Chilliwack city council on March 16, 2021. (City of Chilliwack)

Chilliwack city council on March 16, 2021. (City of Chilliwack)

LETTER: It’s time for Chilliwack to expand from 6 to 8 city councillors

‘Having more voices on council allows a greater variety of perspectives to be heard’

Chilliwack has changed a lot over the past four decades but the amount of representation on city council has remained stuck at six councillors and one mayor since amalgamation in 1980.

This is despite provincial guidelines in the Local Government Act, that a “city or district with a population of more than 50,000 must have a mayor and eight councillors.” Under provincial law, if a council wants to maintain a smaller council size than that justified by population growth, it must achieve the assent of the electors. The citizens of Chilliwack deserve a council that can better reflect the diversity and growth of the community.

Abbotsford has eight councillors; Kamloops has eight; Nanaimo has eight; Chilliwack has six.

That means that each councillor is representing more than 16,000 people. Each Kamloops and Nanaimo councillor represents about 13,000 people. Chilliwack’s population has increased by more than 12 per cent over the past five years and it hasn’t stopped growing. By 2035, Chilliwack is expected to have 125,000 people, a significant increase from the 2021 population of 93,000.

Our current council attests that it doesn’t need to be larger, that it is comfortable with the workload. But the purpose of council is not to be comfortable with its workload, it is to represent the citizens effectively. A city council should reflect the demographics of its citizens. The current council does not do this. Where are the women? Only one of our six councillors is a woman, even though women make up more than 51 per cent of our population. What are we doing to support First Nations and other underrepresented groups? They constitute almost 20 per cent of the population but the current council is entirely white. The quality of governance is reduced when large segments of society are not represented.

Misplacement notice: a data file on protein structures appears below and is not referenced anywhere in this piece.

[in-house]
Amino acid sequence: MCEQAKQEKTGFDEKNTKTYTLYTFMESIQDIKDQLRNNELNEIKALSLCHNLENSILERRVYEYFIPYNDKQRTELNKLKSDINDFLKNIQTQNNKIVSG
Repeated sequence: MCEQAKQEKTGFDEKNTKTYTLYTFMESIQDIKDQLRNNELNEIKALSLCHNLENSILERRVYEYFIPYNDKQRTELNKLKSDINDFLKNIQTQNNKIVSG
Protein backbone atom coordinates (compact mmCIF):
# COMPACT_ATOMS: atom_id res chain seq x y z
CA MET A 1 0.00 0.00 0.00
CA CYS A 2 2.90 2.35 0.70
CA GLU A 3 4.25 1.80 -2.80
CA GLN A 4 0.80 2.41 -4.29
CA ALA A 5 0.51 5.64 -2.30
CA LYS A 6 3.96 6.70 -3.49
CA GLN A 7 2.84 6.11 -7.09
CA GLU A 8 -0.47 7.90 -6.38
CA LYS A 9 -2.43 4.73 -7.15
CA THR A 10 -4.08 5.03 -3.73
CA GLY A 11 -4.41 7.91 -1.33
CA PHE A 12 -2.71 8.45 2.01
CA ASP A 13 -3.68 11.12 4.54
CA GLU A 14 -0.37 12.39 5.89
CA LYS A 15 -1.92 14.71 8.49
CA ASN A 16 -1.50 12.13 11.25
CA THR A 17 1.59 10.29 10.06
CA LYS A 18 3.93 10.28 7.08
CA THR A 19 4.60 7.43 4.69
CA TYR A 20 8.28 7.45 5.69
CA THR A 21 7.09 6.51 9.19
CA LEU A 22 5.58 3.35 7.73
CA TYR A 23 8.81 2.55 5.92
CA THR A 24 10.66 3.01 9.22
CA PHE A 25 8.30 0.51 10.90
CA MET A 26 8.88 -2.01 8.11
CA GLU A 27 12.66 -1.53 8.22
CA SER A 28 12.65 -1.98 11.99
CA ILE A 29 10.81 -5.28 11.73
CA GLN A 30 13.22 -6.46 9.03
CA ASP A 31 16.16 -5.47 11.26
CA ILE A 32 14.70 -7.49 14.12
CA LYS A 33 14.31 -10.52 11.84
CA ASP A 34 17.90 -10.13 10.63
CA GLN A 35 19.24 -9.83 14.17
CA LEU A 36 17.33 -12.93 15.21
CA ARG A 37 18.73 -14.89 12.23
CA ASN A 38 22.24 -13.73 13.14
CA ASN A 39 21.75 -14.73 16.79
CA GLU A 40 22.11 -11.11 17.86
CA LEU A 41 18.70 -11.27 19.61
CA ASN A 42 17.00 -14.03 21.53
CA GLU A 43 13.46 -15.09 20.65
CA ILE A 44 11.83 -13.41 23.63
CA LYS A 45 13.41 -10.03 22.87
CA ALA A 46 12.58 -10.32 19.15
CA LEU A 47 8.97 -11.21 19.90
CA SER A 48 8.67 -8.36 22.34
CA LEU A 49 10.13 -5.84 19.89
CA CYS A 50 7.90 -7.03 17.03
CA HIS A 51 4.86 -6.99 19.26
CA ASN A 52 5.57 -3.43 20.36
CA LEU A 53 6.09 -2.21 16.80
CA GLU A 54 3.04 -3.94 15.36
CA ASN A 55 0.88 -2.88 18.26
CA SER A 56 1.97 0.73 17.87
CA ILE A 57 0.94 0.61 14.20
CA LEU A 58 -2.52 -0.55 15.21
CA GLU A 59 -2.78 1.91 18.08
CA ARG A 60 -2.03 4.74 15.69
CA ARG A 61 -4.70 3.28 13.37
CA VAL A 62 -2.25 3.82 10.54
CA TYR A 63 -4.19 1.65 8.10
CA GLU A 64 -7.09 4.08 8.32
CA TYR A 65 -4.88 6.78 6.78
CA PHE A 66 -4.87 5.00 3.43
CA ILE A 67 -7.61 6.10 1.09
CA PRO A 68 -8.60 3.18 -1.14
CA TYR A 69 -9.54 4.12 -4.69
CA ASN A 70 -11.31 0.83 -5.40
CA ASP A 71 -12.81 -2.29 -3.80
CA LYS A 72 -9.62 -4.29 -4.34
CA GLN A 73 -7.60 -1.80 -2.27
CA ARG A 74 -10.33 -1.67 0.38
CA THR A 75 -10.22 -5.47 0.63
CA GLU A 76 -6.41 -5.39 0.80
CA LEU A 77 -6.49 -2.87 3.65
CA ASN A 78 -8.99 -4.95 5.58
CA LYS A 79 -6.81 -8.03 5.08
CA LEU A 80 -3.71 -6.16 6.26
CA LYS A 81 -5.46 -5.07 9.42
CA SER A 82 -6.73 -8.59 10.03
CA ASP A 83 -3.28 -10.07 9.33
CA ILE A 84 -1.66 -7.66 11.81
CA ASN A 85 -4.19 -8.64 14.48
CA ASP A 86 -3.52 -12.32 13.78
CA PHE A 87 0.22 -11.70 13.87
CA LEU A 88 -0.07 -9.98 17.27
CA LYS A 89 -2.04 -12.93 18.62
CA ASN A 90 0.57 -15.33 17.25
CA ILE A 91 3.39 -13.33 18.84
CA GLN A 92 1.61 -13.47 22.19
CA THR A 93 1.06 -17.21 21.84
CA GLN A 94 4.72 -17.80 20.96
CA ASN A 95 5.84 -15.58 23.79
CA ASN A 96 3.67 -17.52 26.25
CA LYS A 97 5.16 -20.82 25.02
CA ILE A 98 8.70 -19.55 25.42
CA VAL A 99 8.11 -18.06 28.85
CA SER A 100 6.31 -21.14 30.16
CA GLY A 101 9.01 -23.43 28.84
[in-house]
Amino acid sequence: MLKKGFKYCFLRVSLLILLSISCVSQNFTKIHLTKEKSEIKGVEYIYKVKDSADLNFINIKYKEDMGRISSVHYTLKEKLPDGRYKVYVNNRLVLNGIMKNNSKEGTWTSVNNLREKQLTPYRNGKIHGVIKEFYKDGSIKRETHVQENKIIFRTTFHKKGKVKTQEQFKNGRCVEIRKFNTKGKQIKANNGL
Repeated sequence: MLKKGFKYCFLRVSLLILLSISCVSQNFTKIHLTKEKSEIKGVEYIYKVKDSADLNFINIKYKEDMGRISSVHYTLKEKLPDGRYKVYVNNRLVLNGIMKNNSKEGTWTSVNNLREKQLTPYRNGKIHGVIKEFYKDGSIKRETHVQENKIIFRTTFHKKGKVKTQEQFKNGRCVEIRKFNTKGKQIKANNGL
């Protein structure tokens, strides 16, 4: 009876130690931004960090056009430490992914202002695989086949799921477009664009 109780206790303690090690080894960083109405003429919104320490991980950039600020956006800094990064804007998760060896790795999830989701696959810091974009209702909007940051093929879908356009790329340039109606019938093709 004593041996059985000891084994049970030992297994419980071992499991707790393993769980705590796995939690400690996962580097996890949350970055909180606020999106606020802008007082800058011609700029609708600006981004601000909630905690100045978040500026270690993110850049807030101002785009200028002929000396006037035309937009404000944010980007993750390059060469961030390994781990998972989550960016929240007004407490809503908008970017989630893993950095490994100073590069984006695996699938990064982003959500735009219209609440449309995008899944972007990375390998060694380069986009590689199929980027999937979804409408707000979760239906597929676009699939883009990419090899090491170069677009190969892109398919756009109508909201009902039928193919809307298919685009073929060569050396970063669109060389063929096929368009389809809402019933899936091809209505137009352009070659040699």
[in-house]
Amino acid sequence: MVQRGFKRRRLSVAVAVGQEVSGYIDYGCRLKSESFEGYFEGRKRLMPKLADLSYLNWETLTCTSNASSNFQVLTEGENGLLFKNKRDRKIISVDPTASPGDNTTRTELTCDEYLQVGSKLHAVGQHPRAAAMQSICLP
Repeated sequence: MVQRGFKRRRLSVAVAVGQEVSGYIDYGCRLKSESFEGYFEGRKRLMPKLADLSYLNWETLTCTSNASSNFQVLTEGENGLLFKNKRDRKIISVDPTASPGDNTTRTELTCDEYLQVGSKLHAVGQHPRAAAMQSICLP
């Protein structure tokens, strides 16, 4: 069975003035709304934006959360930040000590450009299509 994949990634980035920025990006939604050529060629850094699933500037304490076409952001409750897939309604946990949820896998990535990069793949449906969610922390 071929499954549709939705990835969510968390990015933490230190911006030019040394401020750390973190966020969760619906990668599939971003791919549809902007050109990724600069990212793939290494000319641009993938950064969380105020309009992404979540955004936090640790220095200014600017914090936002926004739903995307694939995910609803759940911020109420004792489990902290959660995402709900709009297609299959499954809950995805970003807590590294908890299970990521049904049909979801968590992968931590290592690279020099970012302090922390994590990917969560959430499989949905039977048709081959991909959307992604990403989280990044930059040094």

It could be argued that Chilliwack’s council was chosen by the voters but when only 23 per cent of eligible voters cast a ballot, the current selection of councillors is not an overwhelming endorsement by the citizens. The current council says it welcomes diversity yet with having only six council seats for a city of almost 99,000, it is a lot like inviting dozens of guests for dinner but only having six plates. It is not welcoming to prospective councillors.

For as long as I’ve been paying attention to these things, Chilliwack’s council has been dominated by businessmen, mainly developers or Realtors. These are the people who make decisions about rezoning and development. These councillors are good at what they do but they are inherently biased. They can’t help but support more construction, more taxpayers, and more development cost charges. They don’t support stricter building codes that are designed to reduce our fuel costs and carbon emissions, because of the increased cost of construction. They don’t see those improved building codes as an important part of action against climate change and that building better homes is an investment in our future.

We have all seen the massive increase in housing development in our city. Increased density is something we all agreed to in our official community plan, but the current rate of development is ignoring community values. For example, the city doesn’t seem to enforce its own tree management (land development) bylaw that requires a minimum of 50 trees per hectare. In fact, many of the new developments do not have a single tree and there isn’t even room left on the lots for a tree. Having more voices on council allows a greater variety of perspectives to be heard.

City council needs to set more places at the table to create room for a broader input of opinions and to encourage deeper discussion about change and the future of our city. We need eight councillors.

Debora Soutar

• Send your letter to the editor via email to editor@theprogress.com. Please include your first and last name, address, and phone number.

• READ MORE: Chilliwack Progress Letters

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